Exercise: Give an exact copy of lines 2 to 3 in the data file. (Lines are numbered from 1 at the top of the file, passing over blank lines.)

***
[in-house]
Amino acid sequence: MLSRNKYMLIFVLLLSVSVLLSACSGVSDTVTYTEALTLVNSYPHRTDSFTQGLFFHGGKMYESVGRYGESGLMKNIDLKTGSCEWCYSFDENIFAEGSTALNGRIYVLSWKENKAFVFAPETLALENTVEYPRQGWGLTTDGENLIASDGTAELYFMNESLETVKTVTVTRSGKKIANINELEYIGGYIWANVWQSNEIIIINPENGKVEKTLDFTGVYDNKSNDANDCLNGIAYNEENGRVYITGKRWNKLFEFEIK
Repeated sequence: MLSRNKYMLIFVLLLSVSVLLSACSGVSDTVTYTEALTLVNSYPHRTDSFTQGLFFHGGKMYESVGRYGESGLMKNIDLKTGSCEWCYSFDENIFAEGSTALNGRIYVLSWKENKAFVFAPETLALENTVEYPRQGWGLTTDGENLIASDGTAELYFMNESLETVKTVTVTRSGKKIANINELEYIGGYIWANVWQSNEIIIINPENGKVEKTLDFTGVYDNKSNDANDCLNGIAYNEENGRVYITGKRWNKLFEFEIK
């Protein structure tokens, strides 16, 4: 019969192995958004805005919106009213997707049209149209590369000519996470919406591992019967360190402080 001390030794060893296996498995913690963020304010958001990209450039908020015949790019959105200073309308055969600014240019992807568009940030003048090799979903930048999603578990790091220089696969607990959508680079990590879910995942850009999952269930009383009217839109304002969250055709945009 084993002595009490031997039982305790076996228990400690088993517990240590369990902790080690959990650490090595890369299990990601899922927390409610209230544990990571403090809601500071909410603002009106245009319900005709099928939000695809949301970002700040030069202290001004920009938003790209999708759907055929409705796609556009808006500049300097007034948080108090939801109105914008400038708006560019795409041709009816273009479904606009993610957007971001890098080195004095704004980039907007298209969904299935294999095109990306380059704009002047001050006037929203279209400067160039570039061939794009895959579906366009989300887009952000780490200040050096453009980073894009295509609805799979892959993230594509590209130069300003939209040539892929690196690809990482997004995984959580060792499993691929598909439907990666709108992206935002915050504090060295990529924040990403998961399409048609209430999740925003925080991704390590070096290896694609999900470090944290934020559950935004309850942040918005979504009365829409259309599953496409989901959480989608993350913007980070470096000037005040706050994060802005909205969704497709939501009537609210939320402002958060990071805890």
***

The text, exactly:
Amino acid sequence: MLSRNKYMLIFVLLLSVSVLLSACSGVSDTVTYTEALTLVNSYPHRTDSFTQGLFFHGGKMYESVGRYGESGLMKNIDLKTGSCEWCYSFDENIFAEGSTALNGRIYVLSWKENKAFVFAPETLALENTVEYPRQGWGLTTDGENLIASDGTAELYFMNESLETVKTVTVTRSGKKIANINELEYIGGYIWANVWQSNEIIIINPENGKVEKTLDFTGVYDNKSNDANDCLNGIAYNEENGRVYITGKRWNKLFEFEIK
Repeated sequence: MLSRNKYMLIFVLLLSVSVLLSACSGVSDTVTYTEALTLVNSYPHRTDSFTQGLFFHGGKMYESVGRYGESGLMKNIDLKTGSCEWCYSFDENIFAEGSTALNGRIYVLSWKENKAFVFAPETLALENTVEYPRQGWGLTTDGENLIASDGTAELYFMNESLETVKTVTVTRSGKKIANINELEYIGGYIWANVWQSNEIIIINPENGKVEKTLDFTGVYDNKSNDANDCLNGIAYNEENGRVYITGKRWNKLFEFEIK